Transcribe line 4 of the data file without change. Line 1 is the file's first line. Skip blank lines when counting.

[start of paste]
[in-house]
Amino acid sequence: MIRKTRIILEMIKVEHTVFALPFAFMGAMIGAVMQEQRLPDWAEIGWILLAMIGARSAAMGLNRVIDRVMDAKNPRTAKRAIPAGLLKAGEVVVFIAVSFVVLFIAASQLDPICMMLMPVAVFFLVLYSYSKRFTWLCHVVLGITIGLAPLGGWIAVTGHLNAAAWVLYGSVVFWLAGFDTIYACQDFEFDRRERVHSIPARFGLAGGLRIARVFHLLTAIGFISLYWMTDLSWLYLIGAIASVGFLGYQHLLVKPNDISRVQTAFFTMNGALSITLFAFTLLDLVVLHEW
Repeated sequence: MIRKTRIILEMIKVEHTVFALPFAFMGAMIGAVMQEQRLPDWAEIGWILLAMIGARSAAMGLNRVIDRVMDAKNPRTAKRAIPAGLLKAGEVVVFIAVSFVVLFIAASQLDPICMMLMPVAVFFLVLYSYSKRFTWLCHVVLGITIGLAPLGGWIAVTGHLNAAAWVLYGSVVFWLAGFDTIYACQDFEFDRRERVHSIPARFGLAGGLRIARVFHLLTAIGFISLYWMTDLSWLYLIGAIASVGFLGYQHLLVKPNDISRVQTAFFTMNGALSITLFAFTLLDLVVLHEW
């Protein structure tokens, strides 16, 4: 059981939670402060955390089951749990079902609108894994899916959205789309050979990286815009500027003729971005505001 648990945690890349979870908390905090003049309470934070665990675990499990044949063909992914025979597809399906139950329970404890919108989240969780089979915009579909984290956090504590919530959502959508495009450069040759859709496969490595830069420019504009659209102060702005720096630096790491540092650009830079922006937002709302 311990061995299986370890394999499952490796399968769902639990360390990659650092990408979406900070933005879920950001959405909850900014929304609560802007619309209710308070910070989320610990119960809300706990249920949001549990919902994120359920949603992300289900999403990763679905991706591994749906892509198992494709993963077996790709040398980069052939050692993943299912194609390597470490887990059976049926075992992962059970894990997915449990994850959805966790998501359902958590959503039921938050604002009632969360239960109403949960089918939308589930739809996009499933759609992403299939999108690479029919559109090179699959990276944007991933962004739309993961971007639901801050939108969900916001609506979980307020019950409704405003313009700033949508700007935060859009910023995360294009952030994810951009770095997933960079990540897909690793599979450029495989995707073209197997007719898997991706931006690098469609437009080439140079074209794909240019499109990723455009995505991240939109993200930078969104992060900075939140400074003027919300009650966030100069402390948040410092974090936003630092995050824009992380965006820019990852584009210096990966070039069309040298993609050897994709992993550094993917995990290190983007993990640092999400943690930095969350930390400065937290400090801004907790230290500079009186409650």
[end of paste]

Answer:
């Protein structure tokens, strides 16, 4: 059981939670402060955390089951749990079902609108894994899916959205789309050979990286815009500027003729971005505001 648990945690890349979870908390905090003049309470934070665990675990499990044949063909992914025979597809399906139950329970404890919108989240969780089979915009579909984290956090504590919530959502959508495009450069040759859709496969490595830069420019504009659209102060702005720096630096790491540092650009830079922006937002709302 311990061995299986370890394999499952490796399968769902639990360390990659650092990408979406900070933005879920950001959405909850900014929304609560802007619309209710308070910070989320610990119960809300706990249920949001549990919902994120359920949603992300289900999403990763679905991706591994749906892509198992494709993963077996790709040398980069052939050692993943299912194609390597470490887990059976049926075992992962059970894990997915449990994850959805966790998501359902958590959503039921938050604002009632969360239960109403949960089918939308589930739809996009499933759609992403299939999108690479029919559109090179699959990276944007991933962004739309993961971007639901801050939108969900916001609506979980307020019950409704405003313009700033949508700007935060859009910023995360294009952030994810951009770095997933960079990540897909690793599979450029495989995707073209197997007719898997991706931006690098469609437009080439140079074209794909240019499109990723455009995505991240939109993200930078969104992060900075939140400074003027919300009650966030100069402390948040410092974090936003630092995050824009992380965006820019990852584009210096990966070039069309040298993609050897994709992993550094993917995990290190983007993990640092999400943690930095969350930390400065937290400090801004907790230290500079009186409650």